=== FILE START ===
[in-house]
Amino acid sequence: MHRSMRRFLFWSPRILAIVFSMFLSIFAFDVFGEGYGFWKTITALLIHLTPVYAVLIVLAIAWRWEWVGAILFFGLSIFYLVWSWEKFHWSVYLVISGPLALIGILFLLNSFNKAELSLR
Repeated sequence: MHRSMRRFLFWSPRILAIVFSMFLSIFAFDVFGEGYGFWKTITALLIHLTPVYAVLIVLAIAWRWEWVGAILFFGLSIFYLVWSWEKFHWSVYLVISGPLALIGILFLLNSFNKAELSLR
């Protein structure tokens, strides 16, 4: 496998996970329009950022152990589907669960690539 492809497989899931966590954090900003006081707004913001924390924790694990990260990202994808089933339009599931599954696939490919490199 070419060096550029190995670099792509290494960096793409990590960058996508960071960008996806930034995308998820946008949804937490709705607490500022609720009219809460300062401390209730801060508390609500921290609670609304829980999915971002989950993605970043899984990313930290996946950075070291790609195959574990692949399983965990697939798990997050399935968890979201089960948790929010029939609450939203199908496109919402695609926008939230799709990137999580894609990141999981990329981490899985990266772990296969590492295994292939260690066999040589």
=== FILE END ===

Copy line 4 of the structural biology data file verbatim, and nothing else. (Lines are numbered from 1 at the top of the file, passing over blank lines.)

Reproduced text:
């Protein structure tokens, strides 16, 4: 496998996970329009950022152990589907669960690539 492809497989899931966590954090900003006081707004913001924390924790694990990260990202994808089933339009599931599954696939490919490199 070419060096550029190995670099792509290494960096793409990590960058996508960071960008996806930034995308998820946008949804937490709705607490500022609720009219809460300062401390209730801060508390609500921290609670609304829980999915971002989950993605970043899984990313930290996946950075070291790609195959574990692949399983965990697939798990997050399935968890979201089960948790929010029939609450939203199908496109919402695609926008939230799709990137999580894609990141999981990329981490899985990266772990296969590492295994292939260690066999040589």